Does efficient water management matter?: physical and economic efficiency of water use in the river basin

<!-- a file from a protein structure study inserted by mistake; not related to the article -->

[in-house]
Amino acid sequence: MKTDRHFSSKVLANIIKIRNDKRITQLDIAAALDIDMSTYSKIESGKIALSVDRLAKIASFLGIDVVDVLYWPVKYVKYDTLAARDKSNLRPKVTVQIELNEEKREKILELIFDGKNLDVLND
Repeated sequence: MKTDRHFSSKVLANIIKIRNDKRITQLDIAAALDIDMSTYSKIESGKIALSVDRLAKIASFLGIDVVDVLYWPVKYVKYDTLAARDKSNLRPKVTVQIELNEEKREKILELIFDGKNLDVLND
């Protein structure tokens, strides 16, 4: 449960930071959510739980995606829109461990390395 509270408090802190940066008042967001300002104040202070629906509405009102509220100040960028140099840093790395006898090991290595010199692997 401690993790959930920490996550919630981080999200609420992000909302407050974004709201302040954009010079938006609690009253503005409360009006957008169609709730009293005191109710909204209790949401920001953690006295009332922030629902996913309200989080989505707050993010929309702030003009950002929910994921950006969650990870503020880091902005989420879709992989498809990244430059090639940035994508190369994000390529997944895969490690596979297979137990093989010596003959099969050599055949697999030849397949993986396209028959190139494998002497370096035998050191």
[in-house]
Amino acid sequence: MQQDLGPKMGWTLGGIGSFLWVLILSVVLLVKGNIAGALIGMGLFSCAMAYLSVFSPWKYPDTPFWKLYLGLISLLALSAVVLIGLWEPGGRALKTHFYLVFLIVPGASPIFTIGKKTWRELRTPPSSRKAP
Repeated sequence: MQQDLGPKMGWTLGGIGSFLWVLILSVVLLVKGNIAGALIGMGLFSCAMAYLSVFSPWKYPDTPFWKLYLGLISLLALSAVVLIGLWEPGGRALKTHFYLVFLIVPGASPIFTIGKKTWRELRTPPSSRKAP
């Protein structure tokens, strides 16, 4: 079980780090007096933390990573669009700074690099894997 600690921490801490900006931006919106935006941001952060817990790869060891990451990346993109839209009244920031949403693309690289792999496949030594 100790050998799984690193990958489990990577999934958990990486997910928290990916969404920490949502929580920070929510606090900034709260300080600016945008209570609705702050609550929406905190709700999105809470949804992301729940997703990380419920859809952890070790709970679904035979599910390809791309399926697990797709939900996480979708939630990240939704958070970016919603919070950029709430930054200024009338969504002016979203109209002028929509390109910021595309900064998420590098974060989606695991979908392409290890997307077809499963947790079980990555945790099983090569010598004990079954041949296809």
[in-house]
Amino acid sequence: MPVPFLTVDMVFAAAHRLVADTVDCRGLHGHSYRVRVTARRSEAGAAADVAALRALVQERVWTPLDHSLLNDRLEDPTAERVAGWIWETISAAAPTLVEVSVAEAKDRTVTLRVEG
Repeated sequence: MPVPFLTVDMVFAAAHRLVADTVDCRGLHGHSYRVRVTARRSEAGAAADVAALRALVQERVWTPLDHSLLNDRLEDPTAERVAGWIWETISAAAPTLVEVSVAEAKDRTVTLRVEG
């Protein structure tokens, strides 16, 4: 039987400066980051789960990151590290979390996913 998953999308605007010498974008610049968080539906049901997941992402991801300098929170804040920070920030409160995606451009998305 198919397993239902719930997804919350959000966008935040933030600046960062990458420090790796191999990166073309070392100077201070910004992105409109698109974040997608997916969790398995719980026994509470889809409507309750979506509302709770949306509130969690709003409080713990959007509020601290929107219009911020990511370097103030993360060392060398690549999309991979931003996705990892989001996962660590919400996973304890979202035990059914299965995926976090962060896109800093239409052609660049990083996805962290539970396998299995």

With growing water scarcity and increasing competition across water-using sectors, the need for water savings and more efficient water use has increased in importance in water resources management. Improvement in the physical efficiency of water use is related to water conservation through increasing the fraction of water beneficially used over water applied, while enhancing economic efficiency is a broader concept seeking the highest economic value of water use through both physical and managerial measures. Physical and economic efficiency measures are both useful indicators for water management at the irrigation system and river basin level. However, the relationship between physical efficiency and economic efficiency is not always clear and the values of these measures may indicate different directions for water policy and investments in irrigation. Open research questions include, for example: does enhancement of physical water use efficiency always lead to improved economic water use efficiency? How does the change in responsiveness of water allocation and irrigation technology to economic incentives affect physical and economic irrigation efficiency? What is the impact on physical and economic efficiency of various structural and nonstructural improvements? To explore these issues, an integrated economic-hydrologic river basin model is applied to the Maipo River Basin in Chile. A series of modeling scenarios are defined and policy implications from physical and economic efficiencies for basin-wide irrigation water management are analyzed.
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